The online business model not only requires less capital outlay, it is also less expensive to maintain. It initially started as a competition between brick and mortar travel agencies and OTAs and ended in near extinction of the former. The race is now between online search platforms – the winner is the one that provides the best environment for search. In the end it is a race for getting more vendors and traffic. PCLN’s acquisition of Kayak only months after the latter went public in July 2012 should be viewed exactly in this context.

The Acquisition

Kayak is an operator of websites and mobile apps for comparison shopping, focused on online research for travelers. Priceline has offered $40 for one Kayak Software share; part of which is to be paid in cash ($500 million) and the balance in stock and assumed stock options ($1.3 billion). The transaction, the biggest ever for Priceline, puts the value of Kayak at $1.8 billion as against a market cap of $1.17 billion on the day the acquisition was announced.

This amounts to a premium of 54% on Kayak’s initial public offering price. For Priceline, the acquisition is tantamount to acquiring a large base of traffic of a new website and introduces the company to a new source of advertising revenue.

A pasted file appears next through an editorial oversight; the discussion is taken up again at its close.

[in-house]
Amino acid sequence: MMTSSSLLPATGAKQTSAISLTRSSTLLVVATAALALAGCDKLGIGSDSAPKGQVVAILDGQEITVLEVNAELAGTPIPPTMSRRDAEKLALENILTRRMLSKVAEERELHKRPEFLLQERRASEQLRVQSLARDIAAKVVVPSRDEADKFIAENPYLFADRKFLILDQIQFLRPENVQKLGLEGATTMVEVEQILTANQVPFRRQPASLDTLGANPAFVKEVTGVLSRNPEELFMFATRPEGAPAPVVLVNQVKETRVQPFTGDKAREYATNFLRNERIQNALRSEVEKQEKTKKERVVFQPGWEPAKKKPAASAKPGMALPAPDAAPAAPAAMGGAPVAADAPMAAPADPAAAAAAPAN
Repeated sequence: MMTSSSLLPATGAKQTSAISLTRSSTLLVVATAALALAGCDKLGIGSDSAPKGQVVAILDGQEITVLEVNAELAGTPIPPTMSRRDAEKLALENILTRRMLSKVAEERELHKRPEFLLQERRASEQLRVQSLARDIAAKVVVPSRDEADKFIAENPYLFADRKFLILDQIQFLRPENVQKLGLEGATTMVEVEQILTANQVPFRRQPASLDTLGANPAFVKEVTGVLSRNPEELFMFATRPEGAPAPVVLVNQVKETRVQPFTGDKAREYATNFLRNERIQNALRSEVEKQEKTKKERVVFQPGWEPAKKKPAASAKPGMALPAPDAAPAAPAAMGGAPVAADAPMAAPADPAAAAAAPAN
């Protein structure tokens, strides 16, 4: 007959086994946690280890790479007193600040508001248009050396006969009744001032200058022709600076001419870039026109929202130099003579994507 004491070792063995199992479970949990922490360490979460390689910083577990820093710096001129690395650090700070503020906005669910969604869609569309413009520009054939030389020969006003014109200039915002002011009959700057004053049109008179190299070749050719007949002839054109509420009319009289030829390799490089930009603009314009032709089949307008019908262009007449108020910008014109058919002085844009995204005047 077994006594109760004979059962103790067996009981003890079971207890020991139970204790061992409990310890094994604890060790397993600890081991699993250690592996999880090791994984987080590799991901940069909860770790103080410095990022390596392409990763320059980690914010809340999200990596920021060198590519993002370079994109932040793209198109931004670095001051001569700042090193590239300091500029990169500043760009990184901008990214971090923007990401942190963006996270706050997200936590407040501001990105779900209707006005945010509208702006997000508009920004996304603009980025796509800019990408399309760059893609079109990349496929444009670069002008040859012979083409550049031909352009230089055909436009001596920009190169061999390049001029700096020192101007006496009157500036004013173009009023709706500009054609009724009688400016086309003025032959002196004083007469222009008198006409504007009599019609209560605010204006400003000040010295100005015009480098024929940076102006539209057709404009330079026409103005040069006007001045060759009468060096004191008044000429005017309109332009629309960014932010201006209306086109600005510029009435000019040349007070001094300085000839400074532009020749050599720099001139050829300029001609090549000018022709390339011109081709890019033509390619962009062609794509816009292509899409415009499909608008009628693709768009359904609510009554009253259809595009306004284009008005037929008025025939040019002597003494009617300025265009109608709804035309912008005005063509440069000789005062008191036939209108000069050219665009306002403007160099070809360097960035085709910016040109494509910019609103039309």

Below is a simple, color-coded Alexa rank study for the top 5 OTAs. This chart only reflects traffic to the websites, and does not actually reflect conversion to business. As you can see, Expedia, with a market cap much less than Priceline, still has almost double its reach. If you combine Kayak and Priceline, however, that is much closer to Expedia's reach. This is one of the aims of the merger.

<img src="/media/images/user_14377/pcln_large.png" />

KYAK shares gained 26.61% in post-market trading on Thursday, November 8, the day the news came out. A similar jump was seen in pre-market trading on November 9 and Kayak’s stock ended up close to the acquisition price at $39.67.

What the Acquisition means to Expedia and other Online Travel Agents

With a market cap of $31.21 billion, Priceline is the most valuable online travel agency. Kayak, on the other hand, is a billion dollar company that allows price comparison and books flights, hotels, cars and vacations.

KYAK made an initial public offer (IPO) in July 2012 to raise $91 million (3.5 million shares at $26 per share). In the third quarter, the company handled 31 percent more queries (302 million) than a year earlier across its web and mobile products. According to an analyst at RBC Capital Markets, both companies were doing well by themselves and this move is not what the market was “looking for them to do.”